Like Stefan Zweig writing about the sophisticated idyll of Central Europe in the 1930s, I clutch at these memories like straws, at the same time that the Russian army is continuing to attack Ukraine, pulverizing its cities and killing its people. Although I have spent very little time in Ukraine, I have spent a lot of time with Ukraine. During my research and doctoral studies in the area studies center in Stockholm (2001 to 2008), Ukraine was at the center of academic discussion. Historians, political scientists and sociologists debated endlessly whether the eastern and western parts of Ukraine would part ways, whether the language-based identity of Ukraine’s residents would determine their political identity. However, since Maidan and the occupation of Crimea in 2014, theories based on linguistic determinism do not appear convincing. Looking back, when after four days of hard fighting, Russian-speaking Kharkiv has withstood the Russian army’s attack, those years of debate about east and west Ukraine strike me as time wasted over a non-essential question. To put it more harshly, the discussions themselves could be interpreted as a form of Orientalizing, a colonial approach that casts East European societies as being blinded by ethnic nationalism and soaked in cultural fundamentalism. As a member of the young generation of scholars, I should have understood the limitations of this view back then. However, the ‘veil’ described by W.E.B. Du Bois was also covering my eyes, and my own consciousness was ‘double’, where the history of parts of Eastern Europe was written and evaluated on the basis of Western stereotypes.

Perhaps that is why, yearning to escape this hierarchical, one-sided narrative of colonial modernity, I turned to science and technology studies (STS), seeking to discern the key features of modern epistemology: the emergence of notions of complex order. I moved away from art and culture to the genealogical investigation of cybernetics and systems theory. But culture did not go away, it kept surfacing, breaking through schematic historiographic narratives in forms that were most fascinating and unexpected. Moreover, when I was exploring the Cold War period, a time when the institutional and epistemological foundations of contemporary governance were being laid, I began, most surprisingly, to uncover forms of classic liberalism of the 19th century. Browsing through Soviet documents in the archives, interviewing Cold War veterans, I could detect these forms of liberalism in ephemeral practices, where the creators of Soviet culture and science chipped away at the frames of ideological politicization, seeking to open up contact with liberal democracies. For most of them, the late state socialist system was both evil and a vestige of the past. Philosophers, artists, mathematicians, biologists, neuroscientists, engineers and pedagogues, many of them were creating new paths in their own disciplines, moving towards a global, anthropocenic way of seeing, where the principles of dialectical materialism, capitalism and communism, or the nation and the individual, were no longer conceptually expedient. And yet, as three decades have passed since the collapse of the Soviet Union, these principles continue to be invoked by those seeking to concentrate political power. I remain intrigued, however, by those outbreaks of freedom from unfreedom, freedom manifesting in irregularities that are quiet and not declarative, just like the sensorial blast of meaning described by Algirdas Julius Greimas.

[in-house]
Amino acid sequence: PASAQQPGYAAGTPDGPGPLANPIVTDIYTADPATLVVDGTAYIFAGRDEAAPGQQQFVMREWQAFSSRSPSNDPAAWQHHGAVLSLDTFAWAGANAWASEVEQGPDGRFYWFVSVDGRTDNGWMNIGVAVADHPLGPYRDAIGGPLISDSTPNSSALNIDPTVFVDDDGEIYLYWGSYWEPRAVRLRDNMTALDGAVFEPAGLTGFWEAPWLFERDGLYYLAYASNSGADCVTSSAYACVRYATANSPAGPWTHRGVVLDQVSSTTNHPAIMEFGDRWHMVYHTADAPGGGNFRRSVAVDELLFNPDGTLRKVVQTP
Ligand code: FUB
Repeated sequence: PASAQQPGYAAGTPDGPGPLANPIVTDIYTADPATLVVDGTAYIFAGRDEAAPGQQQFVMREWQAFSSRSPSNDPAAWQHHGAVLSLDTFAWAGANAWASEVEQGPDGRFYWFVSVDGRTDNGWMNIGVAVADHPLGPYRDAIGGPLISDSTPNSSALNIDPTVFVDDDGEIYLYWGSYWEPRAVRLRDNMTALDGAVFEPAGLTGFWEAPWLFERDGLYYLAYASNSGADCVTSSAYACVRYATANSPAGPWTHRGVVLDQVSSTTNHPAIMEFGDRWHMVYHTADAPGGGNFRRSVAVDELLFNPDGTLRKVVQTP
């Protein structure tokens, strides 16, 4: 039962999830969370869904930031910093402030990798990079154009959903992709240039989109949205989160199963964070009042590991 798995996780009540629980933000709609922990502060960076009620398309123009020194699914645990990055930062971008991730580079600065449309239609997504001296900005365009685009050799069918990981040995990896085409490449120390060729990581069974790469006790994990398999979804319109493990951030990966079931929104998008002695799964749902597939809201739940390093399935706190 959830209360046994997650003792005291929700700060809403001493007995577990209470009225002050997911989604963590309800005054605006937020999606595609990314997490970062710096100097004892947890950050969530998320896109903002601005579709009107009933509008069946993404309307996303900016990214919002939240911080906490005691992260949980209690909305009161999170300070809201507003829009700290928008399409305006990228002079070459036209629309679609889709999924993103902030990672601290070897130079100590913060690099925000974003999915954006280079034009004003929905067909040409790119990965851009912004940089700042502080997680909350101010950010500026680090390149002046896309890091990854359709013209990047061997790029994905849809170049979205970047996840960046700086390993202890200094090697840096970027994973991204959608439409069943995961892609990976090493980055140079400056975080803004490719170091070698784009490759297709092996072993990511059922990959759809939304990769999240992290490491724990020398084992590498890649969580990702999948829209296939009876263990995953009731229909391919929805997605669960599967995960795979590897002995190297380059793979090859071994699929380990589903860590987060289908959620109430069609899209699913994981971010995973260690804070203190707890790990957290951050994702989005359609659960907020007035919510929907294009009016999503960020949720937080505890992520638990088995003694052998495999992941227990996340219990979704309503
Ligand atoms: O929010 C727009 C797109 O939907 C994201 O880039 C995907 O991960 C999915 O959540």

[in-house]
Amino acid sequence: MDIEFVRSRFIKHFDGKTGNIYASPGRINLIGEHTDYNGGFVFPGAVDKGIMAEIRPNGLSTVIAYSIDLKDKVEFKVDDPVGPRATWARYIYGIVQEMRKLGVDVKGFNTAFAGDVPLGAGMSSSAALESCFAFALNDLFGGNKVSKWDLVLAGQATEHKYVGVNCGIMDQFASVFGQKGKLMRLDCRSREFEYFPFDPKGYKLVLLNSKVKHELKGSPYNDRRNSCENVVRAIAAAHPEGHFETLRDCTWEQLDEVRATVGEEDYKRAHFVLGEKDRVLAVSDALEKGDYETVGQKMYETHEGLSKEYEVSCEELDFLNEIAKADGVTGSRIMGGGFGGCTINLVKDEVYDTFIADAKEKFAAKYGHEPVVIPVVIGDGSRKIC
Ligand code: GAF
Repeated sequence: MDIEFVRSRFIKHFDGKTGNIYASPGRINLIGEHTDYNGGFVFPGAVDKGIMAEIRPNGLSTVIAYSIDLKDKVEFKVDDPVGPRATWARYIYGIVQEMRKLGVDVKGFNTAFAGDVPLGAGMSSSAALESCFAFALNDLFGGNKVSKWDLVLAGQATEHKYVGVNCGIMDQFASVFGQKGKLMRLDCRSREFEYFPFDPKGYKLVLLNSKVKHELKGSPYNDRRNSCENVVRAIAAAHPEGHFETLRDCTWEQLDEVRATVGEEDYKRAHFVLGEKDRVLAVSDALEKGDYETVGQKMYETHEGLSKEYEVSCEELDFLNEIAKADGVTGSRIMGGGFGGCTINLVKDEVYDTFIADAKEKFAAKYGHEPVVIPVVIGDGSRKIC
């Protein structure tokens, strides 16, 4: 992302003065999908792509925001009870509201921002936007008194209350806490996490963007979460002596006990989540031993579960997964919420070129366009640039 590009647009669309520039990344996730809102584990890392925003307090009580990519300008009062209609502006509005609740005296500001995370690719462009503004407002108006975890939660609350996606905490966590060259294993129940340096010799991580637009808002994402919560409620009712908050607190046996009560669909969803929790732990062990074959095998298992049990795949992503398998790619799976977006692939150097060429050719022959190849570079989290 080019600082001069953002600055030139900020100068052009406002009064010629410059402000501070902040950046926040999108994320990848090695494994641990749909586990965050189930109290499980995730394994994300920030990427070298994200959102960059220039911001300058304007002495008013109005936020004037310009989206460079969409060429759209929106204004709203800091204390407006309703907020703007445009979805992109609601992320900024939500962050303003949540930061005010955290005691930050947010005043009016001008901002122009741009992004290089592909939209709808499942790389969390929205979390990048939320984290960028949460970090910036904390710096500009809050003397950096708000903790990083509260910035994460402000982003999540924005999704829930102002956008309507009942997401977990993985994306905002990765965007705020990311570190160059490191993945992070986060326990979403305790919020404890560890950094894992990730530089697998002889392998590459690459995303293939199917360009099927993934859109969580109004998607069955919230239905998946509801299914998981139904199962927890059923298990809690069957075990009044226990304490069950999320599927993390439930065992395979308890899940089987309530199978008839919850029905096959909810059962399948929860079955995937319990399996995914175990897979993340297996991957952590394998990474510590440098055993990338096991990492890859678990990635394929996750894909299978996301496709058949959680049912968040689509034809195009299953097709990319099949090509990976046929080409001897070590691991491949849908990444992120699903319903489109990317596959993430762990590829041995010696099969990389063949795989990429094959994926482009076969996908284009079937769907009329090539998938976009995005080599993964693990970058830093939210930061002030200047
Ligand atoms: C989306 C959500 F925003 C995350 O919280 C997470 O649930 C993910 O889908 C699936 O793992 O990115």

I am grasping at my own autobiographical experience because I am not certain what kind of academic writing is ethical in the context of death. I do not want to be trapped in the universalizing discourse of ethics. Thinking about what kinds of words I can find in my own subject position, here and now, at a time when in Ukraine houses are being destroyed and lives are being lost, I remembered a talk by the late Leonidas Donskis, delivered at a seminar that I organized at the Paris Institute of Political Studies on 10 June 2015. In this seminar, the title of which was ‘The Ambiguous Role of Culture in the New Cold War’, a panel discussed the tense relations with Russia following Russia’s occupation of Crimea. We also spoke about the possibility of ethical cultural diplomacy. Donskis argued that in principle it is not possible to sort culture into the categories of ‘own’ and ‘alien’, collaborators and opposition, because the very semiotic architecture of culture is characterized by pluralism and heterogeneity, where resistance to a regime can sprout in the most surprising places, and at the most surprising times. Reflecting on Donskis’ words gives me hope that nobody will exhaust our lives and choices with their political strategies, neither from the outside nor from the inside, that some space will be left for the good, generous human spirit, allowing for something unexpected, something else. That the war will not destroy our own humanness. But first, it is necessary to secure peace in Ukraine.

Note: This is a slightly revised version of a text previous published in Detour, March 1, 2022.